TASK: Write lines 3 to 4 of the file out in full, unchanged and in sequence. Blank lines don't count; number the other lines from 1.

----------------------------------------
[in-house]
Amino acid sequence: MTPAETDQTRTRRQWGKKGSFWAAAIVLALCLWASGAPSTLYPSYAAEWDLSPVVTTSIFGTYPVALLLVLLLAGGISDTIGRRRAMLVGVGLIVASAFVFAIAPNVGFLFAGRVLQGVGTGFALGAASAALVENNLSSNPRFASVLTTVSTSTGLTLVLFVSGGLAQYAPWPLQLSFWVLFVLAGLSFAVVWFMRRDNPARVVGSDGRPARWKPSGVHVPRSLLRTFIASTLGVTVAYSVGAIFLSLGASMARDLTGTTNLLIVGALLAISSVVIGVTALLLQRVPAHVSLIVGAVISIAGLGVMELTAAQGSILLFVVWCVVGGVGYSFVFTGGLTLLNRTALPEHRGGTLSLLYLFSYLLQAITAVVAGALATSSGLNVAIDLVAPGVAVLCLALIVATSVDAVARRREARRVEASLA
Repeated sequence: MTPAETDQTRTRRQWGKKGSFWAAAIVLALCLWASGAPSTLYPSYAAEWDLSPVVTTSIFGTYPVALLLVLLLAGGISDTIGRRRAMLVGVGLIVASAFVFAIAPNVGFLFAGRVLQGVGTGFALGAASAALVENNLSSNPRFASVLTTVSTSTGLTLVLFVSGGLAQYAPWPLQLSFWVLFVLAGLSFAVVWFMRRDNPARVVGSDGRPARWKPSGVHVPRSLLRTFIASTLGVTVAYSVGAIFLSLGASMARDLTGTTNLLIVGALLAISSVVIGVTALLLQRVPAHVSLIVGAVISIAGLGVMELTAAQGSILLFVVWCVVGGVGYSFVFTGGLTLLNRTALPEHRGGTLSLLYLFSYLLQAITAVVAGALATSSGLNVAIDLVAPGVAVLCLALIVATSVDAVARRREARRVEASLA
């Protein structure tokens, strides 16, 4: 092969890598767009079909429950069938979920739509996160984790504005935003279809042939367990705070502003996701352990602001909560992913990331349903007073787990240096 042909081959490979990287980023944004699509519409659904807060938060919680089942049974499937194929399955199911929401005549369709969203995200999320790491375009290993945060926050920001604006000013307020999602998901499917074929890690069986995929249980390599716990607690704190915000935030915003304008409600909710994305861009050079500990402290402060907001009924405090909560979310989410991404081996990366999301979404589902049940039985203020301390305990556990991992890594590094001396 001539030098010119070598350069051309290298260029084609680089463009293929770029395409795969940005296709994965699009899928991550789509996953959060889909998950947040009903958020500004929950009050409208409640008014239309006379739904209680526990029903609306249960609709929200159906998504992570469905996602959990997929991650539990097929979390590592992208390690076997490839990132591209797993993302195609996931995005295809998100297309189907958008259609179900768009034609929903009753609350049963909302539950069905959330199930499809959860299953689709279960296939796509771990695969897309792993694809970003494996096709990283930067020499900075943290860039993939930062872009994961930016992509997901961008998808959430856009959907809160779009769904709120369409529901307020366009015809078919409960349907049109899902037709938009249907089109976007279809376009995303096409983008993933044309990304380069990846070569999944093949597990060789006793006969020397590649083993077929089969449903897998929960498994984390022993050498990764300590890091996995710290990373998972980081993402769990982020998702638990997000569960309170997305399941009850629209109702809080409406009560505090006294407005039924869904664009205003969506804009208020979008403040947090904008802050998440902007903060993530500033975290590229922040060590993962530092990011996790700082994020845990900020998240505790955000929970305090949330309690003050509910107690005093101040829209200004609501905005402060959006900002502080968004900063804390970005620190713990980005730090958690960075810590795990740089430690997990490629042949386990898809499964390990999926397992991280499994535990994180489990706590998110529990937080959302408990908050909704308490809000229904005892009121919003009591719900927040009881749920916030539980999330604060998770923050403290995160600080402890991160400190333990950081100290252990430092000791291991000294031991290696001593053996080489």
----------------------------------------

Repeated sequence: MTPAETDQTRTRRQWGKKGSFWAAAIVLALCLWASGAPSTLYPSYAAEWDLSPVVTTSIFGTYPVALLLVLLLAGGISDTIGRRRAMLVGVGLIVASAFVFAIAPNVGFLFAGRVLQGVGTGFALGAASAALVENNLSSNPRFASVLTTVSTSTGLTLVLFVSGGLAQYAPWPLQLSFWVLFVLAGLSFAVVWFMRRDNPARVVGSDGRPARWKPSGVHVPRSLLRTFIASTLGVTVAYSVGAIFLSLGASMARDLTGTTNLLIVGALLAISSVVIGVTALLLQRVPAHVSLIVGAVISIAGLGVMELTAAQGSILLFVVWCVVGGVGYSFVFTGGLTLLNRTALPEHRGGTLSLLYLFSYLLQAITAVVAGALATSSGLNVAIDLVAPGVAVLCLALIVATSVDAVARRREARRVEASLA
């Protein structure tokens, strides 16, 4: 092969890598767009079909429950069938979920739509996160984790504005935003279809042939367990705070502003996701352990602001909560992913990331349903007073787990240096 042909081959490979990287980023944004699509519409659904807060938060919680089942049974499937194929399955199911929401005549369709969203995200999320790491375009290993945060926050920001604006000013307020999602998901499917074929890690069986995929249980390599716990607690704190915000935030915003304008409600909710994305861009050079500990402290402060907001009924405090909560979310989410991404081996990366999301979404589902049940039985203020301390305990556990991992890594590094001396 001539030098010119070598350069051309290298260029084609680089463009293929770029395409795969940005296709994965699009899928991550789509996953959060889909998950947040009903958020500004929950009050409208409640008014239309006379739904209680526990029903609306249960609709929200159906998504992570469905996602959990997929991650539990097929979390590592992208390690076997490839990132591209797993993302195609996931995005295809998100297309189907958008259609179900768009034609929903009753609350049963909302539950069905959330199930499809959860299953689709279960296939796509771990695969897309792993694809970003494996096709990283930067020499900075943290860039993939930062872009994961930016992509997901961008998808959430856009959907809160779009769904709120369409529901307020366009015809078919409960349907049109899902037709938009249907089109976007279809376009995303096409983008993933044309990304380069990846070569999944093949597990060789006793006969020397590649083993077929089969449903897998929960498994984390022993050498990764300590890091996995710290990373998972980081993402769990982020998702638990997000569960309170997305399941009850629209109702809080409406009560505090006294407005039924869904664009205003969506804009208020979008403040947090904008802050998440902007903060993530500033975290590229922040060590993962530092990011996790700082994020845990900020998240505790955000929970305090949330309690003050509910107690005093101040829209200004609501905005402060959006900002502080968004900063804390970005620190713990980005730090958690960075810590795990740089430690997990490629042949386990898809499964390990999926397992991280499994535990994180489990706590998110529990937080959302408990908050909704308490809000229904005892009121919003009591719900927040009881749920916030539980999330604060998770923050403290995160600080402890991160400190333990950081100290252990430092000791291991000294031991290696001593053996080489």